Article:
Friday, September 30, 2005

Making God Look Stupid

My vote for one of the all-time abused scriptures:
First Corinthians 1:20b - Has not God made foolish the wisdom of the world?

Too many of us Christians use this verse as an excuse for making God look stupid in the eyes of the world.

How do we do this?
Bunches of ways, but I want to focus on one tonight.

Question: Which is worse - taking a paper clip from work, or murdering your boss?
Secular answer: Murdering your boss.
Christian answer: No difference. They're both sin. God sees all sin the same. "All have fallen short..." and all that.

In the eyes of the world, this makes us, at the very least, look stupid, and at worst, makes God look stupid.
If a four-year-old can tell the difference, why can't God?

This is a gross misunderstanding of the concept of sin in the Bible that is parroted by way too many unthinking Christians. It also happens to be the issue I was arguing in the Bible study I mentioned in my last post. 10 guys sitting in a room, and I was the only one questioning the standard Christian line on this.

Now, lest you think this isn't Standard Christian all too often, I have heard pastors on the radio and TV making the same statement about God seeing all sin the same.

In reality, they are right, but only halfway, and by not thinking through the other half, they make God look stupid in the eyes of the world. In my view, this is serious stuff. I am an ambassador for Christ, I should represent Him as Lord of lords, the Alpha and the Omega, not Knucklehead Smiff.

What is the whole answer? God views sin (and so should we) in two different ways: as an issue of salvation, and an issue of sanctification. As an issue of salvation, all sin is indeed the same. All have sinned, no matter how small or inconsequential the sin, and therefore fall short of the glory of God, or fall short of the standard of perfection/purity that God demands. This sin separates us from fellowship with God, and is, in fact enough to condem us as sinners and disqualify us from salvation.

However, as an issue of sanctification, sin has degrees, or gradations. What do I mean by sanctification? Basically, holy living. Our thoughts and behaviors becoming more and more like Christ. Within this aspect, sin can vary widely from taking the paperclip (stealing, technically, but nobody cares, including your boss) to murdering your boss (everybody cares, especially your boss!). Over time, we are to become (think, behave) more and more like Jesus, and our sins will become less and less serious, and less and less frequent. We will become more sanctified, but no more or less saved.

Does that make sense, or sound stupid?


Anonymous 5:31 PM, October 02, 2005  

Dear Steve,

me thinks you have kind of set up brethren for the pillory. i like where you ended up but i think we have to recognize that the same impulse that leads to the theft of a paper clip or to murder stems from the conviction that "i" am the ultimate arbiter of righteousness and justice rather than God. So the knee jerk answer is accurate . . . if that were the question.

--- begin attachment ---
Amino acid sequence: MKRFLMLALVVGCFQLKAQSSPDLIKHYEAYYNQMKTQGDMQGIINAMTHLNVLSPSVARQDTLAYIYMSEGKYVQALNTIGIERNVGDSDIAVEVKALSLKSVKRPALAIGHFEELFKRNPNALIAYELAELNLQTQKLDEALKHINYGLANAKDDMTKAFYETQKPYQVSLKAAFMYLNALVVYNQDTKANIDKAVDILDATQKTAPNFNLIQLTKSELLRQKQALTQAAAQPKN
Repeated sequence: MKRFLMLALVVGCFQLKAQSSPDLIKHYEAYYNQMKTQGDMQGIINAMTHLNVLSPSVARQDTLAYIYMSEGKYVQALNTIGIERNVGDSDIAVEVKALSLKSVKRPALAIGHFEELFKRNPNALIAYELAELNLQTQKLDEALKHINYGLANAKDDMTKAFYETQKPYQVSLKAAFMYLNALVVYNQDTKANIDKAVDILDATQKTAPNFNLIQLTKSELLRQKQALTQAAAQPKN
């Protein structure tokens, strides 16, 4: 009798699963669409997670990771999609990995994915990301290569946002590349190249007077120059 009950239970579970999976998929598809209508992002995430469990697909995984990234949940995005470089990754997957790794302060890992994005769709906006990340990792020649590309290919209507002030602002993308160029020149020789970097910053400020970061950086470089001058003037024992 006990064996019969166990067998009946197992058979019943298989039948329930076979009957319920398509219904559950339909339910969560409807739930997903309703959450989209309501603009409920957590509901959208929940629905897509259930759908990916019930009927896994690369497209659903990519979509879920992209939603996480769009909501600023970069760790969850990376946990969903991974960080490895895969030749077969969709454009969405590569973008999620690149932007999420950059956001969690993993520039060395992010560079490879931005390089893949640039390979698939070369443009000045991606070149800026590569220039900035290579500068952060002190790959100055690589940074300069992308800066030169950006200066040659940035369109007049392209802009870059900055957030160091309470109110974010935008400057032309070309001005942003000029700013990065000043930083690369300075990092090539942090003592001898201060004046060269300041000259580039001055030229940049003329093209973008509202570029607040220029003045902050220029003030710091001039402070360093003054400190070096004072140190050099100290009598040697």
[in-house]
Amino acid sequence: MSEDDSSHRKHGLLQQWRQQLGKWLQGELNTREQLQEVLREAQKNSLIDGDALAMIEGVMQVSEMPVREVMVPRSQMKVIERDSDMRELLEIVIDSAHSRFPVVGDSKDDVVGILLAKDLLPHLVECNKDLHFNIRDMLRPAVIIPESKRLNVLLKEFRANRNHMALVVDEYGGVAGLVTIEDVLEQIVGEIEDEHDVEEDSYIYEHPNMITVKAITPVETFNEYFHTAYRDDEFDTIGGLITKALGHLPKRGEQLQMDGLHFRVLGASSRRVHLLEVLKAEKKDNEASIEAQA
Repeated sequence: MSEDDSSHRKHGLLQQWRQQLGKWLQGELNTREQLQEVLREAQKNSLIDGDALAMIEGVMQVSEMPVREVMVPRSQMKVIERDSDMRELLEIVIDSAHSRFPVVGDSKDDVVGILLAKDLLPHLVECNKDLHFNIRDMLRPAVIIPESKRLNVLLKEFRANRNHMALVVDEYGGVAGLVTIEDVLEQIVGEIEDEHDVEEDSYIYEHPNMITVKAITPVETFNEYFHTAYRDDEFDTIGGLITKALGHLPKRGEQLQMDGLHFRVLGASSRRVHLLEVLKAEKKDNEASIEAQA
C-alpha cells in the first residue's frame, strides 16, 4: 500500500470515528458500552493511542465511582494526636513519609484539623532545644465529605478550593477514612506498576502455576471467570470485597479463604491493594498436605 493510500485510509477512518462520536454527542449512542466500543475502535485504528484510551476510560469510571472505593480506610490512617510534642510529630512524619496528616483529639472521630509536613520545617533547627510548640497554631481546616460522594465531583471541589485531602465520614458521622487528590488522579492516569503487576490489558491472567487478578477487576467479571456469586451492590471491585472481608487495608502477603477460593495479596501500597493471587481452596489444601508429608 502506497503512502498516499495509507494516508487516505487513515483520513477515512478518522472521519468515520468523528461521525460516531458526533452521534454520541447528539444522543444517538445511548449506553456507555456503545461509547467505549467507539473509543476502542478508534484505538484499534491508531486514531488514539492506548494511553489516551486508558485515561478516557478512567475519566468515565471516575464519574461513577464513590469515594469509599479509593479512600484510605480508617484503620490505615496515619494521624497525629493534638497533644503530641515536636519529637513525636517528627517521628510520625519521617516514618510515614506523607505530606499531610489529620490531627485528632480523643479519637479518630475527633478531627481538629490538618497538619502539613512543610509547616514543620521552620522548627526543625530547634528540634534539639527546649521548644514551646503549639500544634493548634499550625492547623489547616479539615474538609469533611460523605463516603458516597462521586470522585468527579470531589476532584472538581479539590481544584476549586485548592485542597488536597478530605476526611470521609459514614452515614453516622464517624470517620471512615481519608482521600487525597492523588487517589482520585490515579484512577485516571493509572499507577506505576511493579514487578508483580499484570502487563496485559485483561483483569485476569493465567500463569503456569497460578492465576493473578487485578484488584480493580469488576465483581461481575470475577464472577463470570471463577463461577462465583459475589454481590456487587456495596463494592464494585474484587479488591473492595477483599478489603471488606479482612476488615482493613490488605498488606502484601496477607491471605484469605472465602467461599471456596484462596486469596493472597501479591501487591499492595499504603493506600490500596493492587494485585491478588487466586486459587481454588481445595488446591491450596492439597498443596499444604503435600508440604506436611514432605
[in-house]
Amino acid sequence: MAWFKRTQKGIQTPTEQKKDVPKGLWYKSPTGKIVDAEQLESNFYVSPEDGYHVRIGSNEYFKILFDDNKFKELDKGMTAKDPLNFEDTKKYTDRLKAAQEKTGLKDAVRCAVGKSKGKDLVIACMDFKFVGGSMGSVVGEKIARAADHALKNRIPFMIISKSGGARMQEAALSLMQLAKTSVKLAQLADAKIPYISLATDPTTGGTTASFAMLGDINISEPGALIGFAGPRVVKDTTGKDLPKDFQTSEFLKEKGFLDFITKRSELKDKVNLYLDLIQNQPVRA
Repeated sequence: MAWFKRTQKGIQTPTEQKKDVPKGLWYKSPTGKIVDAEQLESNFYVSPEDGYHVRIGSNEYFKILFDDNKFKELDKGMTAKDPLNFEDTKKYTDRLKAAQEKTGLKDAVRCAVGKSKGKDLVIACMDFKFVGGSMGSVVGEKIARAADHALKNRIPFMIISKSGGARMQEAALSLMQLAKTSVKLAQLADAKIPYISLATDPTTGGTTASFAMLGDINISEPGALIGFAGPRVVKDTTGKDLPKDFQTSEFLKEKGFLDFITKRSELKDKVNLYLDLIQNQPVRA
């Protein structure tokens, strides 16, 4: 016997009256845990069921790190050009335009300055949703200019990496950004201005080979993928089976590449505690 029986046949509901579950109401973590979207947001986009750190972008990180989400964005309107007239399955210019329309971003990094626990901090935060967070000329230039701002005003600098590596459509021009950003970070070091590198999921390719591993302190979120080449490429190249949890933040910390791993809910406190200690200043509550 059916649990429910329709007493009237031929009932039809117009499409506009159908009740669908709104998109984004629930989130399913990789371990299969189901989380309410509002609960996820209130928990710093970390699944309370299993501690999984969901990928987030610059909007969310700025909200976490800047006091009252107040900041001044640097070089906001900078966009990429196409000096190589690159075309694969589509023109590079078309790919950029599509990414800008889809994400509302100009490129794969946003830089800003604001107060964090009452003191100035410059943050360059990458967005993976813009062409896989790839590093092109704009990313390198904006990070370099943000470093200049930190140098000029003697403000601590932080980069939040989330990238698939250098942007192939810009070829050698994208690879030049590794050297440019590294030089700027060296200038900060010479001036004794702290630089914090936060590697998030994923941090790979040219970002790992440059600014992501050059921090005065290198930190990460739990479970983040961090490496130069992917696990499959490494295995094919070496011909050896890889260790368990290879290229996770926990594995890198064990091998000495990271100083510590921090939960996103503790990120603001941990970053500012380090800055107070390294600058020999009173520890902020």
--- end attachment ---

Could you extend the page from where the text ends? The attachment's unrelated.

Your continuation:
That said, you are right that they are not morally equivalent acts, in fact, Scripture teaches that sins have different magnitudes of impact on a society. Indeed, one could argue tht the theft of a paperclip under Old Testament law would not even be theft. the law allowed a sojourner walking by an orchard or a field to eat their fill. Certainly, then, a person in need of a paperclip could take one in good conscience :)
So not all violations of God's law carried the same consequences on earth; the punishment was intended to fit the crime. Jesus also said that the consequences of sinful actions on earth would be judged differently depending on the degree of knowledge, hence it will be better for Sodom on the day of judgment than for Capernaum.
What you did not address with the group that probably should be addressed by us in the church is: what do we do about a legal system that has strayed so far from any sense of logic--a system in which non-violent crimes land people in prison with monsters, in which victims are not compensated, perpetrators do nothing to restore and the community suffers later as families of the criminal are frequently destroyed in the whole process. Now THAT is a subject worthy of a blog . . . or two or three!!! aa (hey i am staying anonymous for now in order to protect you)

Professor Steve 10:11 PM, October 02, 2005  

Anonymous Alan,

Excellent points! Where were you when I needed you in that Bible study! =]

I will defend myself this much:
I sat in that study and raised the issue: isn't it worse to murder someone than to take a paper clip? And everyone else just sat and nodded as 2 or 3 kept on saying that was looking at things from man's perspective, and not God's. In God's eyes, all sin is the same.

They had the chance to make a distinction, and didn't.

My point is not that all Christians but me and you are boneheads, but that we all need to keep our heads as we surrender our hearts to Jesus. If something sounds fishy, examine it, study it, get to the bottom of it, don't just uncritically accept it because Brother Bob said it. Our faith will stand up to scrutiny.

worshipnaked 12:43 PM, October 03, 2005  

Steve -- It's a good thing I wasn't at that Bible study group!


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